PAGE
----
Candidates must be reminded that although any text can be used in a Scholarship answer, the level of critical thought and evaluation when discussing the texts needs to be at a Scholarship level, and that a regurgitation of a Year 11 text does not meet this criterion.


Candidates must ensure that they answer all three parts of the examination equally – a rushed attempt at Section A tacked on at the end often leads to an unsuccessful result. It is also important that candidates write as legibly as possible, and use an appropriate essay format with the correct spelling of names of texts and authors.

Successful candidates were able to set up an argument in their introduction and develop the argument in a synthesised way.

Part B: Report on performance standard

Candidates who were awarded Scholarship with Outstanding Performance commonly:

  • showed evidence of independent and original thought, often demonstrating more than what had been taught in class
  • established a strong thesis and argued this consistently throughout their response
  • synthesised information to a high level to develop a coherent argument
  • genuinely engaged with the statement, usually challenging it, and supporting ideas with well-chosen and explained examples / references
  • wrote with sophistication and maturity
  • had a strong sense of personal voice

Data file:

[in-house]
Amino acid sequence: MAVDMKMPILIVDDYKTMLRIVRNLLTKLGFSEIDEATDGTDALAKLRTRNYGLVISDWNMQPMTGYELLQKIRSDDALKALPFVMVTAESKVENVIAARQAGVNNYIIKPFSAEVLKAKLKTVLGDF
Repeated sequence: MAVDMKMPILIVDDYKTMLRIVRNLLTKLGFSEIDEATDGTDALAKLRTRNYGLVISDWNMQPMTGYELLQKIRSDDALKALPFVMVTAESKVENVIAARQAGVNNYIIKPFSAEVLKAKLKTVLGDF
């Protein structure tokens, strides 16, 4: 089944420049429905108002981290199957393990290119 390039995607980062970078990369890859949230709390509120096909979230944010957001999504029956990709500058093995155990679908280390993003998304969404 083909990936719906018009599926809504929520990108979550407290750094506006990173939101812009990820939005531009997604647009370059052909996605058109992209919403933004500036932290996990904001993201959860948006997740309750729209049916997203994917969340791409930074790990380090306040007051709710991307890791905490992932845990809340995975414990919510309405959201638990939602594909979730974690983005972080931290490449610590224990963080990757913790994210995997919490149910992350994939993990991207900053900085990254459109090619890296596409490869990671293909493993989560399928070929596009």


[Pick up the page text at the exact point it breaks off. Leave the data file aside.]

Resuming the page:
• did not rely on or attempt to regurgitate pre-learned essays.

Candidates who were awarded Scholarship commonly:

  • were consistent across all three sections
  • engaged with the statement, usually defining it in their introduction, clearly showing understanding of what it meant
  • wrote fluent responses with evidence of critical analysis
  • established a thesis and developed their argument throughout the response
  • had a sense of personal voice in their writing
  • demonstrated an acceptable level of synthesis, particularly in Sections A and C
  • finished all three sections of the examination
  • supported their ideas with specific and relevant examples / quotes
  • supported their analysis of texts in Section A by identifying language features, giving appropriate examples, and analysing their link to “moments of awareness”
  • in Section A, made relevant comments on and showed understanding of both Text A and Text B.

Candidates who were not awarded Scholarship commonly:

  • repeated their Connections report for Section C, without synthesising or referencing the question
  • did not engage with the statement, but rather repeated a pre-learned essay
  • did not understand the statement or ignored it
  • completed two sections well, but did not complete a third (usually Section A)
  • did not synthesise information
  • focused on using as many literary terms as possible; this did not serve a purpose but rather took away from the argument that they should have been developing
  • did not engage with the question and define it or show individual interpretation or thought about it
  • did not relate back to the question throughout their response
  • did not set up a strong thesis in relation to the question and therefore struggled to formulate an argument.

Subject page

Previous years’ reports

2018 (PDF, 85KB)

2017 (PDF, 53KB)

2016 (PDF, 201KB)